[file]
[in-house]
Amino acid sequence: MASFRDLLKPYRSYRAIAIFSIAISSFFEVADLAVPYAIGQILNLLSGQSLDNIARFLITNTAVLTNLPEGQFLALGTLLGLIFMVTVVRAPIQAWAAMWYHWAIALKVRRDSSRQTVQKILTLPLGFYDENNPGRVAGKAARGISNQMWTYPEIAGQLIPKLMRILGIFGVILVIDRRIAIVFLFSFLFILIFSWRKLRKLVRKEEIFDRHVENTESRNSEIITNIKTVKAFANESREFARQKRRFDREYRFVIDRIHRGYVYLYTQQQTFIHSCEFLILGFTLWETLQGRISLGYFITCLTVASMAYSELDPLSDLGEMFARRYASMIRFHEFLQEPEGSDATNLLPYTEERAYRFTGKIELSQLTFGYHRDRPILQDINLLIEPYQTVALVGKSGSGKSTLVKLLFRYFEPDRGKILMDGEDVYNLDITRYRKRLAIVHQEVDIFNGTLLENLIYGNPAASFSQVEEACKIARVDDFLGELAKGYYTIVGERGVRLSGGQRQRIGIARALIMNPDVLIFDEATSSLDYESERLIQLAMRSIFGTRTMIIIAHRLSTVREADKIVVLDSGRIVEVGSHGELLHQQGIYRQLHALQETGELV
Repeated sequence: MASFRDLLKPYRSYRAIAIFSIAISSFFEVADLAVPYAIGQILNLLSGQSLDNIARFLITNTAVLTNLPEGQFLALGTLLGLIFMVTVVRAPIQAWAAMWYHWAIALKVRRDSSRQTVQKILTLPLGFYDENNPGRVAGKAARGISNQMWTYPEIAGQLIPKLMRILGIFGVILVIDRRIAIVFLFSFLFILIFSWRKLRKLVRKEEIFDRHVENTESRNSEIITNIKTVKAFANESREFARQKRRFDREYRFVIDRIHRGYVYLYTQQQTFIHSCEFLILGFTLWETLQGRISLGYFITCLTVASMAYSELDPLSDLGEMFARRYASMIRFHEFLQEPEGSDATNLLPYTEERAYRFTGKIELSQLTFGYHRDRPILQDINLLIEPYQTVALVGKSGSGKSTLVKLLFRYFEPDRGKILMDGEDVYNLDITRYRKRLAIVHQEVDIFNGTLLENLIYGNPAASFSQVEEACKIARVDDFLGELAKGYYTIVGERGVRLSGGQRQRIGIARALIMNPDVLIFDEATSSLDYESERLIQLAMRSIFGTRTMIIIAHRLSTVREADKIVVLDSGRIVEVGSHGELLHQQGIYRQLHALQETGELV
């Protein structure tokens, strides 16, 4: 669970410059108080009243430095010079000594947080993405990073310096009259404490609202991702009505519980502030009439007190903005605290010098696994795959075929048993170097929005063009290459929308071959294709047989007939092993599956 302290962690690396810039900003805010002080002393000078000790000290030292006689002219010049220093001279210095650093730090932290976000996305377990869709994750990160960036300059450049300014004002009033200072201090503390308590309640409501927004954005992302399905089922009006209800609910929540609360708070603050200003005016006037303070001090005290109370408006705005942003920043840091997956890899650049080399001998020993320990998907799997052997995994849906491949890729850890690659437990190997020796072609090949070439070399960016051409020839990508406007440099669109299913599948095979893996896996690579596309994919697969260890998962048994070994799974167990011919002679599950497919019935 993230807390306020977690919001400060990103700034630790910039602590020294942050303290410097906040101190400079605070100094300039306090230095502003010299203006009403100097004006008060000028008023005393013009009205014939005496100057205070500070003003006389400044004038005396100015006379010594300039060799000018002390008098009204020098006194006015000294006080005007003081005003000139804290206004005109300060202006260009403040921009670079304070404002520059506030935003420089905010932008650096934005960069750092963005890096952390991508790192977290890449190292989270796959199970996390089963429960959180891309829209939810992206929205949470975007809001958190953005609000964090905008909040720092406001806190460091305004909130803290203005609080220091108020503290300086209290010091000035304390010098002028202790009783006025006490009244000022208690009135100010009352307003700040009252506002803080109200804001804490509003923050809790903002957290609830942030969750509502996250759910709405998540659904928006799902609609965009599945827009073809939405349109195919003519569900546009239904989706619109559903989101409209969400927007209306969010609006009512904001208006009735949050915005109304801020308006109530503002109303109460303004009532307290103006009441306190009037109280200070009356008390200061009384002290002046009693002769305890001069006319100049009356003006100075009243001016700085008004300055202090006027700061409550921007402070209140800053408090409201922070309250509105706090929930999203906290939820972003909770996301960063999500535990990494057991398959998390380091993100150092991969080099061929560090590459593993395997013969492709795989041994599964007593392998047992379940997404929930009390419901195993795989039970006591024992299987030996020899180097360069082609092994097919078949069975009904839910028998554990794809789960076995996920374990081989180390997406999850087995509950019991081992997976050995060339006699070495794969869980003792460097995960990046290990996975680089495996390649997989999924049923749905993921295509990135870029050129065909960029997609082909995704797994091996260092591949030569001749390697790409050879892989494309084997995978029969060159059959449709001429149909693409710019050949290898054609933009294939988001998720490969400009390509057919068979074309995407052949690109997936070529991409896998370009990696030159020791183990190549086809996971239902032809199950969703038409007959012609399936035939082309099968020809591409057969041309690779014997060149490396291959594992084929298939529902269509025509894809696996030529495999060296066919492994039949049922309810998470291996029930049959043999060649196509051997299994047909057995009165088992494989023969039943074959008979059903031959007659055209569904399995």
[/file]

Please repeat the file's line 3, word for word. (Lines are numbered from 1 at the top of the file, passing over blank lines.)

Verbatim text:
Repeated sequence: MASFRDLLKPYRSYRAIAIFSIAISSFFEVADLAVPYAIGQILNLLSGQSLDNIARFLITNTAVLTNLPEGQFLALGTLLGLIFMVTVVRAPIQAWAAMWYHWAIALKVRRDSSRQTVQKILTLPLGFYDENNPGRVAGKAARGISNQMWTYPEIAGQLIPKLMRILGIFGVILVIDRRIAIVFLFSFLFILIFSWRKLRKLVRKEEIFDRHVENTESRNSEIITNIKTVKAFANESREFARQKRRFDREYRFVIDRIHRGYVYLYTQQQTFIHSCEFLILGFTLWETLQGRISLGYFITCLTVASMAYSELDPLSDLGEMFARRYASMIRFHEFLQEPEGSDATNLLPYTEERAYRFTGKIELSQLTFGYHRDRPILQDINLLIEPYQTVALVGKSGSGKSTLVKLLFRYFEPDRGKILMDGEDVYNLDITRYRKRLAIVHQEVDIFNGTLLENLIYGNPAASFSQVEEACKIARVDDFLGELAKGYYTIVGERGVRLSGGQRQRIGIARALIMNPDVLIFDEATSSLDYESERLIQLAMRSIFGTRTMIIIAHRLSTVREADKIVVLDSGRIVEVGSHGELLHQQGIYRQLHALQETGELV